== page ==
City Council Panel Backs High-Rise Curbs on Ventura
A Los Angeles City Council committee on Tuesday cast an influential vote in support of a one-year moratorium on high-rise construction along the entire length of heavily congested Ventura Boulevard, including a stretch through Studio City not in the original proposal.
The 3-0 vote by the Planning and Environment Committee is expected to increase chances for approval of the measure by the full council because committee members Howard Finn, Pat Russell and Robert Farrell are generally regarded as pro-development and would be the ones developers would turn to for help in defeating such a measure. These members’ support is an indication that the moratorium is likely to pass muster with the full council when it comes up for a vote on Sept. 24.
Also bolstering chances for passage is the support of the three council members whose districts take in the area around Ventura Boulevard. Council members generally defer to colleagues whose districts are affected by a given issue.
2 More Backers Needed
With the support of the three committee members, these affected council members, Marvin Braude, Joy Picus and Joel Wachs, need to line up only two of the remaining nine council votes to win passage of the measure. Eight votes are required for approval.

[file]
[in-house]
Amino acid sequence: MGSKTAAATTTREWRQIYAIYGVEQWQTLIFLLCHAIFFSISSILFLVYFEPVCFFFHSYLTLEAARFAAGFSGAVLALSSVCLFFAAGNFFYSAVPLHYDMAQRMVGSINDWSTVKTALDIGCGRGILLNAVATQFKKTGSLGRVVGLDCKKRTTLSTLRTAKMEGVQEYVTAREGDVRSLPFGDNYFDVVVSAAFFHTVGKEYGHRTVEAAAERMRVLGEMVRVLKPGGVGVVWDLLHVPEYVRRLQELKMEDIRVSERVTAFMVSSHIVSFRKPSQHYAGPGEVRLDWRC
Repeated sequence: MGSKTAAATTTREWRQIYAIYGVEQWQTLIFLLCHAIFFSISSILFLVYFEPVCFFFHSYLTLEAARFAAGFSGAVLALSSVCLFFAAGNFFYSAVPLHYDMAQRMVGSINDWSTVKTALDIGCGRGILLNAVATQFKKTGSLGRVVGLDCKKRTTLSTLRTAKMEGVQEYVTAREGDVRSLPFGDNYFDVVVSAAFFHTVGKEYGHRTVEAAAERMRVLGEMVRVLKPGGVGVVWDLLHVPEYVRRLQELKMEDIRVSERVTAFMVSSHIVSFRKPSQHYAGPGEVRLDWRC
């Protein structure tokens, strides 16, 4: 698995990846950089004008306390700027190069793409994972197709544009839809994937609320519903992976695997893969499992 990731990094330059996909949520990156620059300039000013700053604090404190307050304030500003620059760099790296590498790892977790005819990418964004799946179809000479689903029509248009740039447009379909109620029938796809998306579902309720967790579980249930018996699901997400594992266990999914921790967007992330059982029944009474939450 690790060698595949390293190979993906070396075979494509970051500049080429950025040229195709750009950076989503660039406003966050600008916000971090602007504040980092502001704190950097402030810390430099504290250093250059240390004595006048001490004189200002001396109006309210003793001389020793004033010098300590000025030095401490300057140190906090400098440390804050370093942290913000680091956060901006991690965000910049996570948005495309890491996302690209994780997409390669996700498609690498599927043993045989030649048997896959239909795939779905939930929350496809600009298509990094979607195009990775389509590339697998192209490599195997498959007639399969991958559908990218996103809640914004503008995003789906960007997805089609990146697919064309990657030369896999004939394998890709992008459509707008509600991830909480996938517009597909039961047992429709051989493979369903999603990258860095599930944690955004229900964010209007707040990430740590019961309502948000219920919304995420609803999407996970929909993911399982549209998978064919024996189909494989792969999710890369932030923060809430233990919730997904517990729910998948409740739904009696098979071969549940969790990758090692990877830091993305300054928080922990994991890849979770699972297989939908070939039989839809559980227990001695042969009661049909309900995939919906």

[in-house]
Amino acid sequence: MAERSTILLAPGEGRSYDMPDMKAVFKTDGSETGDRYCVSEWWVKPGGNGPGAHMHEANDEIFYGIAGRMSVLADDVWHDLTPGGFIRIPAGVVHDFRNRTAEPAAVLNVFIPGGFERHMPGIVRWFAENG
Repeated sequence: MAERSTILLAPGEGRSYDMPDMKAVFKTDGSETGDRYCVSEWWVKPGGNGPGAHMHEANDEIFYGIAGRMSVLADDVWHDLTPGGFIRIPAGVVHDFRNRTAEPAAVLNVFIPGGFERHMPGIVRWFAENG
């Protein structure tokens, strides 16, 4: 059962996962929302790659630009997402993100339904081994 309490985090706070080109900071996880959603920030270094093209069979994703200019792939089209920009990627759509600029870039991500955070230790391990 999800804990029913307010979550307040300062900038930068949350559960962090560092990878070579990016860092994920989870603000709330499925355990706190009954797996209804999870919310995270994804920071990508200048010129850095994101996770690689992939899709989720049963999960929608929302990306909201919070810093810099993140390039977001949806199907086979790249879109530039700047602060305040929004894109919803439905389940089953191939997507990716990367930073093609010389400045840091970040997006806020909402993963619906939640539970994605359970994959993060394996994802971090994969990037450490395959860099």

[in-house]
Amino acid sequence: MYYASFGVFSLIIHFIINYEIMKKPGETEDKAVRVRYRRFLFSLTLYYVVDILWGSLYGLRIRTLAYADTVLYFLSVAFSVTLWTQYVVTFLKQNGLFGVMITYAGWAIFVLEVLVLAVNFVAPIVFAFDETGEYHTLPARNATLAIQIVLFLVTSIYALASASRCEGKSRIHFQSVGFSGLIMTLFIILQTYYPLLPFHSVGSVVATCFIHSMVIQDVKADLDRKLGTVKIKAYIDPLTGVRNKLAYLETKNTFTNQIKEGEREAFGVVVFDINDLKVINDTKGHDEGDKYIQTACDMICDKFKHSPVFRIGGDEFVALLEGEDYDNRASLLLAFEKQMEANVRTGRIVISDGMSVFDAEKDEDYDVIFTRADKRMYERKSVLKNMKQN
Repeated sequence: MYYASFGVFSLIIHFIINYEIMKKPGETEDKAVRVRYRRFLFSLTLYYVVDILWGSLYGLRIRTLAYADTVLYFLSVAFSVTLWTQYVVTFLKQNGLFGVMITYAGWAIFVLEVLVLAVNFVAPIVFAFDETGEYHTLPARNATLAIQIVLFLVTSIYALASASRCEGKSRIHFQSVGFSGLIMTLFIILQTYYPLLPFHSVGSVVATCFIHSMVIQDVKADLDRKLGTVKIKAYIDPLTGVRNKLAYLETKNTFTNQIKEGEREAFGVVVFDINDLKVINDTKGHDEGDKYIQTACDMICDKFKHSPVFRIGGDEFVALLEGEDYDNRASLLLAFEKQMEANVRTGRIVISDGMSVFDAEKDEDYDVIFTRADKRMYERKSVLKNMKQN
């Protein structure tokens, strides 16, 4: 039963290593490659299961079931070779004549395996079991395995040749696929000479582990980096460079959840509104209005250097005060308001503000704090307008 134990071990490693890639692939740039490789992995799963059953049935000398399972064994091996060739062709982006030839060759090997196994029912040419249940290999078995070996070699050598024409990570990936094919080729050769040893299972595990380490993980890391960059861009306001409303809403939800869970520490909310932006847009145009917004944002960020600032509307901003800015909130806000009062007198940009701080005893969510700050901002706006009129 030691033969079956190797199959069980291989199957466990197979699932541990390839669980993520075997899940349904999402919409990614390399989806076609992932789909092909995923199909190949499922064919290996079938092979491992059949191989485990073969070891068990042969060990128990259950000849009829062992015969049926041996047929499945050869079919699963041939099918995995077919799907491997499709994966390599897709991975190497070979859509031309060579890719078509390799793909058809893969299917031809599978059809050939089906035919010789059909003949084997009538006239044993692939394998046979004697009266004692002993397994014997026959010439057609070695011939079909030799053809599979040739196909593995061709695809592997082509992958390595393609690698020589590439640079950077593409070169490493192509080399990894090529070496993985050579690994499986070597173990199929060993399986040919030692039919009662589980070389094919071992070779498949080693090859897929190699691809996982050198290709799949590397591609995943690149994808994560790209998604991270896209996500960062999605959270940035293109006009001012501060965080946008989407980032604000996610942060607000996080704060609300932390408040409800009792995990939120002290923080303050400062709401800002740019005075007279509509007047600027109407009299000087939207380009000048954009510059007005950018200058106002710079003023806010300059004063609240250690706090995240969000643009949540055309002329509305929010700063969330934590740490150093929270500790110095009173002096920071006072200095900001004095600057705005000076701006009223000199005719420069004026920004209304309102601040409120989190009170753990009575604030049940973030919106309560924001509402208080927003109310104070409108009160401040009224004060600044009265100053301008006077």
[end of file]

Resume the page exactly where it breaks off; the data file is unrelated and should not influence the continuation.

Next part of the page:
The moratorium is designed to give city planners time to devise new zoning regulations for the boulevard to head off any worsening in the traffic congestion there.
The committee, in approving the moratorium without discussion, also tentatively approved a request by Wachs to extend the boundaries of the proposed moratorium, originally conceived to run from Valley Circle Boulevard to Coldwater Canyon Boulevard, further east to take in the entire length of the boulevard through all of Encino, Sherman Oaks, Studio City, Tarzana and Woodland Hills. This includes that section of Ventura Boulevard from Coldwater Canyon to Lankershim Boulevard, plus that part of Ventura Boulevard that becomes Cahuenga Boulevard, extending to Mulholland Drive.
Wachs said he earlier had been reluctant to extend the moratorium east through more of his district because he wanted to encourage development in order to clean up the boulevard’s “sleazy businesses,” a reference to adult businesses. However, he said he changed his mind after deciding the moratorium would still allow new development.
During Tuesday’s City Hall hearing, Braude, who proposed the moratorium, told committee members, “We’re not stopping development.” He pointed out that the moratorium would limit development to buildings of no more than three stories and an area 1 1/2 times that of the parcel. Current zoning allows three square feet of construction for every square foot of property.
Braude pointed out that, if developers take advantage of the existing zone, it could cause a threefold increase in traffic on the already congested thoroughfare.
“All of us who have driven down Ventura Boulevard know there is a real problem here,” he said.
Photo of Fujita Building
Braude passed around to committee members a picture of the six-story Fujita Corp. building in Encino to make a case for limits on new construction. The photo showed the massive building sitting up against darkened single-family homes on an adjoining street.
The ordinance would allow developers to argue for exemptions to the limits by showing that a project’s effect on congestion would be offset by such things as street widenings, staggered work hours or van pools. The council would have final say over whether to grant these exemptions.